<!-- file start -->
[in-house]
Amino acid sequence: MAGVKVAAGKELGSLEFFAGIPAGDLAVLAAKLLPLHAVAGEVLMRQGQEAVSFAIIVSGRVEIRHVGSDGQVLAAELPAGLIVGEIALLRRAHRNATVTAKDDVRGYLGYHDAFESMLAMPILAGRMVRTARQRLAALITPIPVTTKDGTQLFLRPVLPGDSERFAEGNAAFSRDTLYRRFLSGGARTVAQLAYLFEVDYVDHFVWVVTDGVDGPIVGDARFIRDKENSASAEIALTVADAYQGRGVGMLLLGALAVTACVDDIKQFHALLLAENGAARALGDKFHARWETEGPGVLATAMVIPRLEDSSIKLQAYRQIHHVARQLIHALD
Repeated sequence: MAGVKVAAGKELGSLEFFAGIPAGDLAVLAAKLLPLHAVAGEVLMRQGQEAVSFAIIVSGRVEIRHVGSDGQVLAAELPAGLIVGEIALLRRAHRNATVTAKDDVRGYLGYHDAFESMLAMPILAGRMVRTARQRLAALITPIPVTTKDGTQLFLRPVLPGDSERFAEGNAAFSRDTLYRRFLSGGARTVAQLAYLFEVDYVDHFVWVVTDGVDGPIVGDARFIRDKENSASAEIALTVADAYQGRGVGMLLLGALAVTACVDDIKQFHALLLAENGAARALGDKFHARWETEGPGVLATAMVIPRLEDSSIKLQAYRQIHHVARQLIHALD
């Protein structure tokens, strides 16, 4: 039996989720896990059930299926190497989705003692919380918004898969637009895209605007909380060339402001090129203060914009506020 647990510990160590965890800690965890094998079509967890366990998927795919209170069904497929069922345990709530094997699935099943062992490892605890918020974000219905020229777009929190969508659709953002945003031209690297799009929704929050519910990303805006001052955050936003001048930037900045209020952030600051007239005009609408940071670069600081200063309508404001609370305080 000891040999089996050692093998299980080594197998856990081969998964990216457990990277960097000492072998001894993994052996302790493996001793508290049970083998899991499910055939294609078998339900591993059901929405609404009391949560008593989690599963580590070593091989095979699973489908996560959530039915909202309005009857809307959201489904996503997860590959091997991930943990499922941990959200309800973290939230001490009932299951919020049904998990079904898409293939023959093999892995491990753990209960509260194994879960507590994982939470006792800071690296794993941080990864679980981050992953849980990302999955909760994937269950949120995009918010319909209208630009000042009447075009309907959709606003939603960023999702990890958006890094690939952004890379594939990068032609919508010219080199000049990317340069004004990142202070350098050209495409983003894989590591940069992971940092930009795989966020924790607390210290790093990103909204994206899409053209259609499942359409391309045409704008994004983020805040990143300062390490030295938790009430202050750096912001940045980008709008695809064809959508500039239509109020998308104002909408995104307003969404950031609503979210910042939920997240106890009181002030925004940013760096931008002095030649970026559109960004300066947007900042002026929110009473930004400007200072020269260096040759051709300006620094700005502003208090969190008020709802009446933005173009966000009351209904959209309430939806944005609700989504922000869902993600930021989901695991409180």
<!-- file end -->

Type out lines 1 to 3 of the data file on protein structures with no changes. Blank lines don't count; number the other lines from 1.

[in-house]
Amino acid sequence: MAGVKVAAGKELGSLEFFAGIPAGDLAVLAAKLLPLHAVAGEVLMRQGQEAVSFAIIVSGRVEIRHVGSDGQVLAAELPAGLIVGEIALLRRAHRNATVTAKDDVRGYLGYHDAFESMLAMPILAGRMVRTARQRLAALITPIPVTTKDGTQLFLRPVLPGDSERFAEGNAAFSRDTLYRRFLSGGARTVAQLAYLFEVDYVDHFVWVVTDGVDGPIVGDARFIRDKENSASAEIALTVADAYQGRGVGMLLLGALAVTACVDDIKQFHALLLAENGAARALGDKFHARWETEGPGVLATAMVIPRLEDSSIKLQAYRQIHHVARQLIHALD
Repeated sequence: MAGVKVAAGKELGSLEFFAGIPAGDLAVLAAKLLPLHAVAGEVLMRQGQEAVSFAIIVSGRVEIRHVGSDGQVLAAELPAGLIVGEIALLRRAHRNATVTAKDDVRGYLGYHDAFESMLAMPILAGRMVRTARQRLAALITPIPVTTKDGTQLFLRPVLPGDSERFAEGNAAFSRDTLYRRFLSGGARTVAQLAYLFEVDYVDHFVWVVTDGVDGPIVGDARFIRDKENSASAEIALTVADAYQGRGVGMLLLGALAVTACVDDIKQFHALLLAENGAARALGDKFHARWETEGPGVLATAMVIPRLEDSSIKLQAYRQIHHVARQLIHALD